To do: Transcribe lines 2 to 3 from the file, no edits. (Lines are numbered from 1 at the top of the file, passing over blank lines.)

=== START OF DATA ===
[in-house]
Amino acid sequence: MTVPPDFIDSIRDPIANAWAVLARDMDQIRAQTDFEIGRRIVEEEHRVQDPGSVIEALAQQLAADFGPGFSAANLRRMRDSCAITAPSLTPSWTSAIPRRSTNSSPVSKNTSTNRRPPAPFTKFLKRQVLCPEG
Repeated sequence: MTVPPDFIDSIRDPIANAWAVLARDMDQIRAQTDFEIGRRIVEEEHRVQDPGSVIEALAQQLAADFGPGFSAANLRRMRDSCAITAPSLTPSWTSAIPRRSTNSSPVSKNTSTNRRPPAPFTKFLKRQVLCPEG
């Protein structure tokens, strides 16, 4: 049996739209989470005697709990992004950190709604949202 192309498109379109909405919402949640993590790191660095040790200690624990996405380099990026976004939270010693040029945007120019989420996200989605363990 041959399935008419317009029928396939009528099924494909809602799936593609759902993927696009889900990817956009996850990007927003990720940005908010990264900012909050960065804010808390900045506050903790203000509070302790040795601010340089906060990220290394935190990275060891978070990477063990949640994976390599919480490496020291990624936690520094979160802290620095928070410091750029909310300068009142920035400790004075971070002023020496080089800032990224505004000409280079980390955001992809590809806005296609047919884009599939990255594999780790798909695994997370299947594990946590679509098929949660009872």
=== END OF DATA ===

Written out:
Amino acid sequence: MTVPPDFIDSIRDPIANAWAVLARDMDQIRAQTDFEIGRRIVEEEHRVQDPGSVIEALAQQLAADFGPGFSAANLRRMRDSCAITAPSLTPSWTSAIPRRSTNSSPVSKNTSTNRRPPAPFTKFLKRQVLCPEG
Repeated sequence: MTVPPDFIDSIRDPIANAWAVLARDMDQIRAQTDFEIGRRIVEEEHRVQDPGSVIEALAQQLAADFGPGFSAANLRRMRDSCAITAPSLTPSWTSAIPRRSTNSSPVSKNTSTNRRPPAPFTKFLKRQVLCPEG